My informant was a competitive hockey player his entire adolescence and was raised in Elk River Minnesota, a hockey powerhouse. He played Division 1 hockey until an injury caused him to transfer schools where he played Division 3 hockey. His father has been a prominent boys hockey coach and local legend in the state of Minnesota for 26 years.
The “playoff beard” is a tradition that hockey players do where they stop shaving when they enter the play-offs and do not shave again until the team is out of the tournament (or wins). Which results in the stereotypical scruff, mustaches, goatees, or out of control hair seen in hockey players. The playoff beard is a unique practice of the National Hockey League during the Stanley Cup playoffs but has spread to being performed in high school and NCAA teams. My informant participated in this tradition during his time as a hockey player, and noted its importance to the hockey community. My informant said that that they do it “because of superstition.” The tradition started in the 1980s by the New York Islanders, and has grown to be a trademark of hockey.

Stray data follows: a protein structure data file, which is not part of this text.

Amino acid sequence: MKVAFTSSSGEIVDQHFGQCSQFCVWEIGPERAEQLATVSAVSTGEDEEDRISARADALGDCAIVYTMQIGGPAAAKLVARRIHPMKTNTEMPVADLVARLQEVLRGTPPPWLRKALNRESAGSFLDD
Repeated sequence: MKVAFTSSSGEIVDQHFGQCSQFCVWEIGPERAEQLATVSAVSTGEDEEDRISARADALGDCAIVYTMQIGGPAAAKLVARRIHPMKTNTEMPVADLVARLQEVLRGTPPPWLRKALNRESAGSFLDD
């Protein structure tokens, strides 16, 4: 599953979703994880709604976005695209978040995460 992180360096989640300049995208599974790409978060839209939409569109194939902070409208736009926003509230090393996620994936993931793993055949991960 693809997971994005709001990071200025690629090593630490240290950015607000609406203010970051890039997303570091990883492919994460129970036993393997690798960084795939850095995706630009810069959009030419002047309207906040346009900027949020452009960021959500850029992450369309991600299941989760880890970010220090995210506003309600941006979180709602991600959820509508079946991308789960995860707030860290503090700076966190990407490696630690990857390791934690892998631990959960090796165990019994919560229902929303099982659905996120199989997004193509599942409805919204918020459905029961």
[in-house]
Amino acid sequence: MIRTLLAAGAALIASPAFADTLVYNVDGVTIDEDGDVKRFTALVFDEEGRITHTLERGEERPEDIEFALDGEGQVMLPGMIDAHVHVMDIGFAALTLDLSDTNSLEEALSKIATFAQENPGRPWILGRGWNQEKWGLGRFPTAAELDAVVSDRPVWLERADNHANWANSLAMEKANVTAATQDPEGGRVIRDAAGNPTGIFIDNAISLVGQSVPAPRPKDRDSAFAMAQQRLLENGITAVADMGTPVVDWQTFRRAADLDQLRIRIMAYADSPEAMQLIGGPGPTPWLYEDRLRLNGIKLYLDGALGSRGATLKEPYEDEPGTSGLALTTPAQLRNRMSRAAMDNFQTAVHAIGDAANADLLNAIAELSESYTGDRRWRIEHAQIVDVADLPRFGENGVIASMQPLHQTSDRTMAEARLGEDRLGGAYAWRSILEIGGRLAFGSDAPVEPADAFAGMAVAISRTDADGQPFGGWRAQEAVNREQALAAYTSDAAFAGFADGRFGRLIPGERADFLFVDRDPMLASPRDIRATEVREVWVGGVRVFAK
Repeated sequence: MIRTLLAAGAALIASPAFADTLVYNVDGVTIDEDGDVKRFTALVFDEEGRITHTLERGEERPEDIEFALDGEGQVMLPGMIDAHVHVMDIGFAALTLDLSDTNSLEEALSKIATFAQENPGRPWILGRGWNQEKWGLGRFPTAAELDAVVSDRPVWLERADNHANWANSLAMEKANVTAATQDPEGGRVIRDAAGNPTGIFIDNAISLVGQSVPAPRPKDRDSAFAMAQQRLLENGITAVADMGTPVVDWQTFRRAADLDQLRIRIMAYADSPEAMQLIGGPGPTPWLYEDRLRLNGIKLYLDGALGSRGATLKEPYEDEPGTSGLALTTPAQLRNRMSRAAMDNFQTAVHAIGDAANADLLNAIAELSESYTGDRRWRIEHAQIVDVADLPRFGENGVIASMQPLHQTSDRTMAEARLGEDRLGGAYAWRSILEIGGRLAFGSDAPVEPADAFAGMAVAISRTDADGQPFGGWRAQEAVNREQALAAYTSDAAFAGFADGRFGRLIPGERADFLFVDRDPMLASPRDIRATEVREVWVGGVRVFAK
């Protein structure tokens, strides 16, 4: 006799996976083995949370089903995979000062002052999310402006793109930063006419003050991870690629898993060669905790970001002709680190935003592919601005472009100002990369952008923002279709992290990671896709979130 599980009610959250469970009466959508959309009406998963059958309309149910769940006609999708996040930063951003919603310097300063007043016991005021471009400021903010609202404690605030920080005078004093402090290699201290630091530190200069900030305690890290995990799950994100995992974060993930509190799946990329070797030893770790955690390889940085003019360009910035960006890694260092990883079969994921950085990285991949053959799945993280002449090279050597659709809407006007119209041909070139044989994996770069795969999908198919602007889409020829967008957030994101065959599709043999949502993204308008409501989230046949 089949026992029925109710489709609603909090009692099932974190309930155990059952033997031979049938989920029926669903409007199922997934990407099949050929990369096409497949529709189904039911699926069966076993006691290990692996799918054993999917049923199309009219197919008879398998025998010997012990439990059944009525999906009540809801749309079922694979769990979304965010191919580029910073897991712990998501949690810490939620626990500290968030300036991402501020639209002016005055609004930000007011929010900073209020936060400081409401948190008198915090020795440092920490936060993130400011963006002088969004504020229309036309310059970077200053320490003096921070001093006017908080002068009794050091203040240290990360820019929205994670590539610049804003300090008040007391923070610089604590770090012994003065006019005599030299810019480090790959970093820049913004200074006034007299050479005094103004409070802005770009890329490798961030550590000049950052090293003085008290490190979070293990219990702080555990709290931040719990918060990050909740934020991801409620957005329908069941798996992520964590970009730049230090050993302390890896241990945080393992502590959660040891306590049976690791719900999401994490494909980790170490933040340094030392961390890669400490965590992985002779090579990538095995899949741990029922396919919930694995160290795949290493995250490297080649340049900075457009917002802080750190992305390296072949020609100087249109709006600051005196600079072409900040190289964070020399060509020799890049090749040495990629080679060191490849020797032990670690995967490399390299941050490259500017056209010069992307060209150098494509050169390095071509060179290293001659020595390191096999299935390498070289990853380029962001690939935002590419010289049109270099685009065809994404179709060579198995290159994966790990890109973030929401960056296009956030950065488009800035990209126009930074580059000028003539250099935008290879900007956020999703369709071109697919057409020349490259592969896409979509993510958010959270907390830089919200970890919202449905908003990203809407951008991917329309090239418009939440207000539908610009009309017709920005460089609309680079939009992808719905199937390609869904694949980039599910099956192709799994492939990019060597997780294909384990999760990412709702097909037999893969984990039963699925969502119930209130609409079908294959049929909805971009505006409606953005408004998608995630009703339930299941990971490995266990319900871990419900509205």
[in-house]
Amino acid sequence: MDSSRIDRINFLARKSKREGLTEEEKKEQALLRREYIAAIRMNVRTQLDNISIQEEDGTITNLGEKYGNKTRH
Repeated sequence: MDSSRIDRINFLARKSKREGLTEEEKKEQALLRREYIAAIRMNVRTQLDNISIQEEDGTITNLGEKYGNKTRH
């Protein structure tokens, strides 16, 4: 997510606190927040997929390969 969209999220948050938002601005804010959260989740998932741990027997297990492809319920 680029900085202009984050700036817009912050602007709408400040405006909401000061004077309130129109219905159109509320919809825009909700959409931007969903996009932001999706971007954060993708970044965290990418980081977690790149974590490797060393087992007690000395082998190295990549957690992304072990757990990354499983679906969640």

From personal experience, I have witnessed my high school’s hockey team grow out their facial hair and refuse haircuts when the state tournament came around. Upon my own research, I found that some teams do it to have a sense of team unity. An example of this is seen when the University of Minnesota men’s hockey team all bleached their hair blonde in the 2006-07 post-season. A high school tennis team all gave themselves Mohawks for their trip to the state tournament as well. The growing of hair and beards has been seen in other sports such as tennis, basketball, and football in high school teams or individual athletes. It has also spread to philanthropic organizations such as “Beard-A-Thon” that raises money for each team in the Stanley Cup’s charity, and to the development of the “fan beard,” where fans grow beards to support their team.